Lehmann adjourns last South St. Paul council meeting to start judgeship


Chris Lehmann

South St. Paul council member Chris Lehmann says a few words at his last council meeting Oct. 6. He has been selected as a district court judge, and had to resign from the elected position that he's held since 2003. Right, council member Tom Seaberg. (Kaitlyn Roby/Review)

Chris Lehmann wasn't always set on being a judge.

But he eventually realized his skills lined up with the job requirements.

"I felt I would be a good fit," he said in a recent interview. "Public service is an important thing for me."

He applied for the judgeship — twice, once last summer and once this spring. The second time, after interviews with a selection committee and Minnesota Gov. Mark Dayton, the governor appointed Lehmann to be a district court judge in the state's first judicial district, which captures Carver, Dakota, Goodhue, Le Sueur, McLeod, Scott and Sibley counties.

"It's amazing that I've been selected and will have the opportunity to serve as a judge," Lehmann said.

Needs to leave behind affiliations

Lehmann was the one to move to adjourn his last South St. Paul City Council meeting Monday, Oct. 6. He had to resign after more than a decade in the elected spot, in order to accept the judgeship, and will also be required to discontinue his involvement with the South Metro Fire Department Joint Powers Board, the Dakota County Bar Association, as well as other community ties, because of the demands of his new role to remain impartial.

While he'll miss his long-time service positions, he said, he sees his judgeship as an expansion of them.

"I really see this as a a greater opportunity to serve in terms of my community and the county and the entire state," Lehmann said.

There were two judgeships open at the Dakota County seat in Hastings: those of the Hon. Richard Spicer and the Hon. Robert King Jr. Lehmann and Cynthia McCollum were appointed to those districts.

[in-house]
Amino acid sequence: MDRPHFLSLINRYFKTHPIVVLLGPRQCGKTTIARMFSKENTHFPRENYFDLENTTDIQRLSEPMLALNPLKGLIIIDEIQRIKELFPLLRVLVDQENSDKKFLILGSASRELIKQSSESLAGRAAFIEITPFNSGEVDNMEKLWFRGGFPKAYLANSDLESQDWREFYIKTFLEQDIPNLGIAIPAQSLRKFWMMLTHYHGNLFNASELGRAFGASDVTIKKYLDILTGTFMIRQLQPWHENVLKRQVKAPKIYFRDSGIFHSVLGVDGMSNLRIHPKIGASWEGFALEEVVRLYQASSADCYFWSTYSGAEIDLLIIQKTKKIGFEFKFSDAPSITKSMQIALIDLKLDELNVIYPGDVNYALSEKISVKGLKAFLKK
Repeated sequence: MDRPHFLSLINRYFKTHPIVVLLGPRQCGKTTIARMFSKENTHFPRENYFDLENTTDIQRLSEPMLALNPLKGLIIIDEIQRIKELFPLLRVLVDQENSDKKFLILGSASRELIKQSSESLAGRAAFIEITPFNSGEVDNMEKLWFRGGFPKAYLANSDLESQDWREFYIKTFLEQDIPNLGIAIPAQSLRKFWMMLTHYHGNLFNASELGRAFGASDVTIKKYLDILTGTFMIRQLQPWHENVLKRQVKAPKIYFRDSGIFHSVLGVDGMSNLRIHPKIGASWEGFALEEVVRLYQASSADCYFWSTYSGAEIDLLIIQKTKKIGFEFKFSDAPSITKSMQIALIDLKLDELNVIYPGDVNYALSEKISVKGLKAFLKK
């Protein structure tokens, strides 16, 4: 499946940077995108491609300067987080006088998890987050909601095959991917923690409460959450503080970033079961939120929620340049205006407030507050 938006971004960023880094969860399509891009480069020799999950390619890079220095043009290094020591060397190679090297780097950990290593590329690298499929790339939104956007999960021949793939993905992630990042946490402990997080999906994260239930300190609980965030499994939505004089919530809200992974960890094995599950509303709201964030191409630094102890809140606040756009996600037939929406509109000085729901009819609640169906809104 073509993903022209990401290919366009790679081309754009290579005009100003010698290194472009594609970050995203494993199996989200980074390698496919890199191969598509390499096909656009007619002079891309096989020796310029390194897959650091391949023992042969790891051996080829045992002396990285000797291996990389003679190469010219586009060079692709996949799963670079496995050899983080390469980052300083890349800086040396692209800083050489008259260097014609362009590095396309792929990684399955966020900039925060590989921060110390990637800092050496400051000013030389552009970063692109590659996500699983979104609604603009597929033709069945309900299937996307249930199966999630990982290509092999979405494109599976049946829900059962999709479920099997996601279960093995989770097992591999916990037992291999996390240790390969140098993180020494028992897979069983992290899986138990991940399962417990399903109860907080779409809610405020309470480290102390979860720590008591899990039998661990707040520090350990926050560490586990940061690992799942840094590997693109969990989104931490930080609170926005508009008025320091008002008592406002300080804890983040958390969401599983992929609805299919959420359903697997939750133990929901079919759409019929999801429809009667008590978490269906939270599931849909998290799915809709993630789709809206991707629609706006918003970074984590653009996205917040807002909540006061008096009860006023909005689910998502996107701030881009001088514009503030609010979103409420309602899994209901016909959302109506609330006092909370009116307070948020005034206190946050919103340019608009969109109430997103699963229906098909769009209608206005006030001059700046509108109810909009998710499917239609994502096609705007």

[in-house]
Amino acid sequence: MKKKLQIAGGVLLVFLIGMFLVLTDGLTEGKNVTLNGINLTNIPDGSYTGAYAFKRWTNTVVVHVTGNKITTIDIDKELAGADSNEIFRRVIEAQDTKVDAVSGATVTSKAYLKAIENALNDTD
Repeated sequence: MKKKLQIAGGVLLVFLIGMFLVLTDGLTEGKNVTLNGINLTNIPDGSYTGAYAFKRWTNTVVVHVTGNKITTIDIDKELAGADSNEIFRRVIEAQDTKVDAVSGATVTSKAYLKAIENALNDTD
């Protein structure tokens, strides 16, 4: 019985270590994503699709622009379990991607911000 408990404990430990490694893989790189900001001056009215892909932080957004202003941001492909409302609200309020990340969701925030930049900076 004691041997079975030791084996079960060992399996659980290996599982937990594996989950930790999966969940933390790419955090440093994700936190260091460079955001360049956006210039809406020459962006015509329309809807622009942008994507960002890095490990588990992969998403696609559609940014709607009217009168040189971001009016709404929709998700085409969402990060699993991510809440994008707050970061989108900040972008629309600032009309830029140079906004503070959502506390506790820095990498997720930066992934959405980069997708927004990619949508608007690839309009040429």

Lehmann, a partner at Grannis & Lehmann, P.A., runs a practice that covers estate planning, wills and probate matters, as well as real estate transactions and family law. He's served as an assistant public defender for the first judicial district and is a past assistant city attorney for the city of St. Paul. He earned his doctorate at the William Mitchell College of Law in St. Paul.

The guy who said 'Wait — let's think about this'

Lehmann, who has lived in South St. Paul for "pretty much" his entire life, started his time on the council in 2003. He's particularly proud of his work in the effort to combine the South St. Paul and West St. Paul fire departments into the South Metro Fire Department.

"It was a project that I started on right in 2003, and many felt that it was a very contentious issue and many felt it couldn't be done without a lot of contention and bad feelings," he said. "I was proud that both councils passed the resolution unanimously to consolidate the unions, supported the consolidation, and that it was a collaboration where we worked with everyone and put something together that I truly believe is better than it was before."

During his last meeting, the council accepted his resignation and took time to share memories and good wishes.

Council member Tom Seaberg said the council will miss Lehmann's ability to dig into complex issues and suss out potential questions.

"The county justice systems will gain that wisdom," he said.

As Marilyn Rothecker put it, Lehmann is known to delve deeply into issues and arrives at meetings with his research and discussion ideas already jotted down in the margins of his council packet.

"You know he's done his homework," she said.

Beth Baumann has served as mayor since Lehmann was elected. She said she would seek counsel from him, because he's "thoughtful and deliberative."

He was the guy to say, "'Wait a minute — (let's) think about this," she said.

Lehmann also said a few words, pointing out his two children were 2 years old at his first meeting, and will be 14 next month.

Invoking the words of past Minnesota Gov. Harold LeVander, who raised his children and ran a law firm in South St. Paul, Lehmann encouraged the public to get involved and find a way to serve:

"To succeed, serve," he said.

According to city staff, the council plans to approve the procedure to replace Lehmann Oct. 20, in time for the selection process to begin Dec. 1, as directed by city charter. Because the vacancy occurred after the first day to file affidavits of candicacy for the November election, a special election was not required to fill Lehmann's spot.

Lehmann praised the council for its ability to work together and remain professional, even when individual members didn't agree.

"I really liked my time on there," he said. "I will miss it."

Kaitlyn Roby can be reached at 651-748-7815 and kroby@lillienews.com. Follow her at twitter.com/KRobyNews.

 

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